TACA Receives a Transformational Gift of $100,000 from the Berle Family
April 04, 2018
IRVINE, Calif.--(BUSINESS WIRE)--Talk About Curing Autism (TACA), a national nonprofit organization helping families living with autism navigate the challenges of the disorder, is pleased to share that Dolf Berle, CEO of Top Golf, and his wife Julia have made a transformational gift to the foundation of $100,000. As members of the TACA foundation, the Berle family has experienced the value of TACA’s support in the autism community firsthand since 2002, when their son, Baxter, was diagnosed with autism. While in California, Julia volunteered as a chapter coordinator and parent mentor of TACA Los Angeles. “TACA has been vital to our family since the onset of Baxter’s diagnosis. Dolf and I want to further the great works of TACA and broaden their reach as more and more families are living with autism,” she says. The Berle’s share TACA’s goal to reach and support over 100,000 families by 2020, doubling the 55,000 currently being served.
“TACA has been vital to our family since the onset of Baxter’s diagnosis. Dolf and I want to further the great works of TACA and broaden their reach as more and more families are living with autism”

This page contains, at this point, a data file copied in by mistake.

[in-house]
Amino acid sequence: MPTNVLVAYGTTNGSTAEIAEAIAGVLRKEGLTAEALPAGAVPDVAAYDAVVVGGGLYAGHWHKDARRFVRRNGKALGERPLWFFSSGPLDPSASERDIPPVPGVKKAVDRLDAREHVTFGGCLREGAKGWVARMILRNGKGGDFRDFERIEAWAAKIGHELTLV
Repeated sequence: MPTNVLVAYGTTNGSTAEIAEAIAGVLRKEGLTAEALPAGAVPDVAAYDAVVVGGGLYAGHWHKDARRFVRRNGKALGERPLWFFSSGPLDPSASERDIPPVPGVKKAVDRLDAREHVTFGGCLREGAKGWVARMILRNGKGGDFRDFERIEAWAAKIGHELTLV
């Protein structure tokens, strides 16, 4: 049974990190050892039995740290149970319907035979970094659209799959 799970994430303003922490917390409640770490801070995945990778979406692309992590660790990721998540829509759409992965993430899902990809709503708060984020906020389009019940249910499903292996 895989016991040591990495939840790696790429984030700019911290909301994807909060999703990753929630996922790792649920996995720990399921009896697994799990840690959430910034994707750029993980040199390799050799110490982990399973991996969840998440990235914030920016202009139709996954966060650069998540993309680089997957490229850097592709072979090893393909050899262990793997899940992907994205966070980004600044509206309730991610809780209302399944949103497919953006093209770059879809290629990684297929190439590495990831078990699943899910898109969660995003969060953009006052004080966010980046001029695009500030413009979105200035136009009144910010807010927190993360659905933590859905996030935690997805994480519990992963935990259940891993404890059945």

“This is our first platinum-level major gift. We are beyond grateful for the donation and the Berle family’s leadership to drive positive change. We are hopeful others will be inspired to help us meet the challenge of supporting more families and doubling the numbers we serve. Together, as a community, we need to do more to move families living with autism forward.” — Lisa Ackerman, TACA Executive Director
AUTISM BY THE NUMBERS:
- Almost 3 million people are living with autism in the U.S.
- A new case of autism is diagnosed every eight minutes — 180 kids each day in the U.S.
- Autism is on the increase and not slowing down. In 1970, the rate was 1 in every 10,000 U.S. children. Today, autism affects 1 in 68 children.
- More children are diagnosed with autism each year than with AIDS, diabetes and cancer combined, yet the least amount of funding goes to researching this disease.